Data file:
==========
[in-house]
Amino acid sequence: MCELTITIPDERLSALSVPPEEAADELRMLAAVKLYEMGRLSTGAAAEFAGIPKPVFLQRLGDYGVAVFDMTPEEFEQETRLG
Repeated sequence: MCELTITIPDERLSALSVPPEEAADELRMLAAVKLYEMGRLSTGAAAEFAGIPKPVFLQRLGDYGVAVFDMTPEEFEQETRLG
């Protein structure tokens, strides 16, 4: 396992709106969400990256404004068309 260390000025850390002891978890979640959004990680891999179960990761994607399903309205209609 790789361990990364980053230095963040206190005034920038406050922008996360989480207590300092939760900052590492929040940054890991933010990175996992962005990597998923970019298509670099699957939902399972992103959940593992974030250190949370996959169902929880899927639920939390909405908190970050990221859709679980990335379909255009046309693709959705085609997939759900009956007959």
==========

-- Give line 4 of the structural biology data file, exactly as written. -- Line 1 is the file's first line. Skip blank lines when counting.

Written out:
């Protein structure tokens, strides 16, 4: 396992709106969400990256404004068309 260390000025850390002891978890979640959004990680891999179960990761994607399903309205209609 790789361990990364980053230095963040206190005034920038406050922008996360989480207590300092939760900052590492929040940054890991933010990175996992962005990597998923970019298509670099699957939902399972992103959940593992974030250190949370996959169902929880899927639920939390909405908190970050990221859709679980990335379909255009046309693709959705085609997939759900009956007959």